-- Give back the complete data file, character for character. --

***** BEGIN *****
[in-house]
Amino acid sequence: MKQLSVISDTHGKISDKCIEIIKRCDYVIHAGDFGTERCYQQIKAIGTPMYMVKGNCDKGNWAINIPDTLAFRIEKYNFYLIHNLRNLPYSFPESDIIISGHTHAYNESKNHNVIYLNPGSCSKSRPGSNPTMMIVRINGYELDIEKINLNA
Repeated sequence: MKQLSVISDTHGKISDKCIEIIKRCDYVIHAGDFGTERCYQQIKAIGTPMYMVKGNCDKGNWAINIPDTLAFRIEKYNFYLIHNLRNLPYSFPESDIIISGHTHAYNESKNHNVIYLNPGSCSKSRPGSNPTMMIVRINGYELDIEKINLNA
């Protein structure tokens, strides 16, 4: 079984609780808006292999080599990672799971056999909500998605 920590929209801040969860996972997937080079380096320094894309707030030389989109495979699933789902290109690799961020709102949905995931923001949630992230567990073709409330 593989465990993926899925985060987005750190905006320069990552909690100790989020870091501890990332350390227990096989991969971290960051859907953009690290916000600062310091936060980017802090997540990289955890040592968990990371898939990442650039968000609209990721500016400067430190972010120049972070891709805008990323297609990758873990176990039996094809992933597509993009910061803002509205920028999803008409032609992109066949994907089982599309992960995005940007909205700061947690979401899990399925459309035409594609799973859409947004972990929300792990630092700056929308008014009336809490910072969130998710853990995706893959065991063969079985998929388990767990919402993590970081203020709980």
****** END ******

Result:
[in-house]
Amino acid sequence: MKQLSVISDTHGKISDKCIEIIKRCDYVIHAGDFGTERCYQQIKAIGTPMYMVKGNCDKGNWAINIPDTLAFRIEKYNFYLIHNLRNLPYSFPESDIIISGHTHAYNESKNHNVIYLNPGSCSKSRPGSNPTMMIVRINGYELDIEKINLNA
Repeated sequence: MKQLSVISDTHGKISDKCIEIIKRCDYVIHAGDFGTERCYQQIKAIGTPMYMVKGNCDKGNWAINIPDTLAFRIEKYNFYLIHNLRNLPYSFPESDIIISGHTHAYNESKNHNVIYLNPGSCSKSRPGSNPTMMIVRINGYELDIEKINLNA
């Protein structure tokens, strides 16, 4: 079984609780808006292999080599990672799971056999909500998605 920590929209801040969860996972997937080079380096320094894309707030030389989109495979699933789902290109690799961020709102949905995931923001949630992230567990073709409330 593989465990993926899925985060987005750190905006320069990552909690100790989020870091501890990332350390227990096989991969971290960051859907953009690290916000600062310091936060980017802090997540990289955890040592968990990371898939990442650039968000609209990721500016400067430190972010120049972070891709805008990323297609990758873990176990039996094809992933597509993009910061803002509205920028999803008409032609992109066949994907089982599309992960995005940007909205700061947690979401899990399925459309035409594609799973859409947004972990929300792990630092700056929308008014009336809490910072969130998710853990995706893959065991063969079985998929388990767990919402993590970081203020709980």